Blum: Agencies' A-76 winning down by one-third

Agency success in winning public-private competitions for inherently commercial government positions under Office of Management and Budget Circular A-76 dropped to 60 percent in 2005 from 90 percent in 2004.

Matt Blum, associate administrator for competitive sourcing at OMB, said today that private-sector victories in some of the large competitions last year, including a 2,500-employee competition at the Federal Aviation Administration, likely contributed to the dip in the federal employee winning percentage.

OMB's Office of Federal Procurement Policy in the next two weeks will release its 2005 competitive sourcing report to Congress detailing the potential savings and number of competitions agencies held over the last year, Blum said today a breakfast sponsored by Federal Sources Inc. of McLean. Va., a market research firm.

"We want the best value for the taxpayer, so it really doesn't matter who wins," Blum said. "And historically, the win rate for federal employees has been around 50 percent to 60 percent."

In early reports, OFPP said that, since a revised Circular A-76 was released in 2003, agencies had been winning a little more than 90 percent of the competitions, which started to discourage vendors from bidding. But Lockheed Martin Corp. won the $1.9 billion FAA modernization contract and other vendors won large competitions at NASA and the Office of Personnel Management, which helped bring down the federal winning percentage.

Still, Blum added that over the past three years, federal employees still have won more than 80 percent of the more than 1,000 competitions agencies held.
Even with the employees' success, the National Treasury Employees Union president Colleen Kelley said the numbers don't represent the entire picture.

"Often, federal employees will make deep cuts in personnel and resources, sacrificing employees and funding, just to have a chance to keep the work," Kelley said. "It is NTEU's belief that if all the costs of using a private-sector company were accounted for, taxpayers could easily see that federal employees are the best value."

OFPP's upcoming report also will feature a section trying to convince lawmakers that using best value in A-76 competitions is effective. Congress said in the 2006 Defense Authorization Act that DOD could not take part in the best-value IT demonstration program. Best value is when agencies consider not just lowest cost, but what offer provides agencies with the overall best deal considering technology, terms, conditions and price.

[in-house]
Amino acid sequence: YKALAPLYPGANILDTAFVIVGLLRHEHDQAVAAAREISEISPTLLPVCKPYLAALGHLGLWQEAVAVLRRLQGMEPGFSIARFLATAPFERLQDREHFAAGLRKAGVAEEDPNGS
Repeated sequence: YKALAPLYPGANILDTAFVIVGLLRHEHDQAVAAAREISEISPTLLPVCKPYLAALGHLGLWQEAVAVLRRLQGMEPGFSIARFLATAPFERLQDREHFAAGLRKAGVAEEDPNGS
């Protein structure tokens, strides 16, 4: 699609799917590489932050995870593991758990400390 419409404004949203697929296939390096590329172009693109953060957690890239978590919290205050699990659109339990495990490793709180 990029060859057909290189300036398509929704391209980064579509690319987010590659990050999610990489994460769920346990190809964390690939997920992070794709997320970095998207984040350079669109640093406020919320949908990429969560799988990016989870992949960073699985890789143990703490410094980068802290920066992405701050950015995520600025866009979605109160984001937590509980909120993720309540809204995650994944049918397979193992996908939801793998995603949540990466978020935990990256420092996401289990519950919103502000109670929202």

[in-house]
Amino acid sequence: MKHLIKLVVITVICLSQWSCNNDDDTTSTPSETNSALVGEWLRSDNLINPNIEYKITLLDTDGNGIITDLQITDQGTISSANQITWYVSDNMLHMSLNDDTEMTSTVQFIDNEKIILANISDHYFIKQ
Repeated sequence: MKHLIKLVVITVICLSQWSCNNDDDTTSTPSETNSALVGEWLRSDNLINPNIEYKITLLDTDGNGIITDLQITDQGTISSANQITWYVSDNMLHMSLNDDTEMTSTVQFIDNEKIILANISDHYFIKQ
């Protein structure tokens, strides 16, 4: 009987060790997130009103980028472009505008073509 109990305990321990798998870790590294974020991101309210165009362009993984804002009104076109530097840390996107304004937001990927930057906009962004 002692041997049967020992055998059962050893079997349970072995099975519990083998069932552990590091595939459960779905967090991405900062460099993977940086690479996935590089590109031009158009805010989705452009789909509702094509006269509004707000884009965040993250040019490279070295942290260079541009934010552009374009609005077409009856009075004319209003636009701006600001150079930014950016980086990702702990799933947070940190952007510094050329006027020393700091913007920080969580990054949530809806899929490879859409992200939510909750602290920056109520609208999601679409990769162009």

Blum said OFPP may issue a separate report to the Hill to highlight the importance of best-value competitions under A-76.

"It is difficult to incentivize offerors when the decision is based only on lowest cost," he said. "There are certainly times when low cost is needed, but with what the FAA was trying to do?get innovative, transformational proposals?best value is needed."

The new report also will say that 80 percent of all agency competitions will be conducted through the standard competition method as opposed to the streamlined methodology, and 25 of 26 agencies have conducted competitions.

OFPP in February offered other highlights of 2005 when it released some initial data after the first quarter President's Management Agenda scorecard. It said 181 competitions were held for 10,000 full time positions last year. OMB expects to save or avoid spending $3.1 billion over next 10 years through operation consolidations, process re-engineering, realignments, better use of technology and lower contractor support costs.

Blum also said agency data on interagency contracting, another high priority for OFPP, was due today.

OFPP asked agencies to submit data on:

  • The number of interagency contracts, including their scope, the rationale for their establishment and when they are to be renewed

  • The number of interagency acquisitions conducted on customer agencies' behalf by another agency

  • The number of agencywide contracts, their scope, the rationale for their establishment and when they are to be renewed.

"We need this data and we need to share it," he said. "The [Services Acquisition Reform Panel] talked about improving governance for interagency contracting. Maybe we need to share business cases or some other type of governance structure is needed for program managers to know what others are doing."

Jason Miller is assistant managing editor of Washington Technology's sister publication, Government Computer News.

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